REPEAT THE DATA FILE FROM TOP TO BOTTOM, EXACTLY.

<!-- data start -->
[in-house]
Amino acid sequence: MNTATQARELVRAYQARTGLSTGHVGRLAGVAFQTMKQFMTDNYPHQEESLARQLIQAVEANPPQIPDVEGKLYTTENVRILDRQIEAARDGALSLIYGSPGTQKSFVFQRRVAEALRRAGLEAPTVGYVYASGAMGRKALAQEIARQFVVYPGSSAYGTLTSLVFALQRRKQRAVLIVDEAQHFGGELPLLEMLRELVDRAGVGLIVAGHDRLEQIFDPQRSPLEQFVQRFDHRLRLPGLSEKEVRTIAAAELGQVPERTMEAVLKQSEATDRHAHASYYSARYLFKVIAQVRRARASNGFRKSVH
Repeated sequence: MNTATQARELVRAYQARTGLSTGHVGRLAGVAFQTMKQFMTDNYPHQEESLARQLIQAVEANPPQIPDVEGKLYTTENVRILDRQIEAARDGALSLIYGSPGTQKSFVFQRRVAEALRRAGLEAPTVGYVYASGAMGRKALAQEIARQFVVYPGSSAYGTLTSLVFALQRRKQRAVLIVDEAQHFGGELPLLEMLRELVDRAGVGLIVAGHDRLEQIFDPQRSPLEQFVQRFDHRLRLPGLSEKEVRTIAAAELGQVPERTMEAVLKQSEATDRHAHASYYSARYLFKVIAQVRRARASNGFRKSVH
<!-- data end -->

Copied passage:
[in-house]
Amino acid sequence: MNTATQARELVRAYQARTGLSTGHVGRLAGVAFQTMKQFMTDNYPHQEESLARQLIQAVEANPPQIPDVEGKLYTTENVRILDRQIEAARDGALSLIYGSPGTQKSFVFQRRVAEALRRAGLEAPTVGYVYASGAMGRKALAQEIARQFVVYPGSSAYGTLTSLVFALQRRKQRAVLIVDEAQHFGGELPLLEMLRELVDRAGVGLIVAGHDRLEQIFDPQRSPLEQFVQRFDHRLRLPGLSEKEVRTIAAAELGQVPERTMEAVLKQSEATDRHAHASYYSARYLFKVIAQVRRARASNGFRKSVH
Repeated sequence: MNTATQARELVRAYQARTGLSTGHVGRLAGVAFQTMKQFMTDNYPHQEESLARQLIQAVEANPPQIPDVEGKLYTTENVRILDRQIEAARDGALSLIYGSPGTQKSFVFQRRVAEALRRAGLEAPTVGYVYASGAMGRKALAQEIARQFVVYPGSSAYGTLTSLVFALQRRKQRAVLIVDEAQHFGGELPLLEMLRELVDRAGVGLIVAGHDRLEQIFDPQRSPLEQFVQRFDHRLRLPGLSEKEVRTIAAAELGQVPERTMEAVLKQSEATDRHAHASYYSARYLFKVIAQVRRARASNGFRKSVH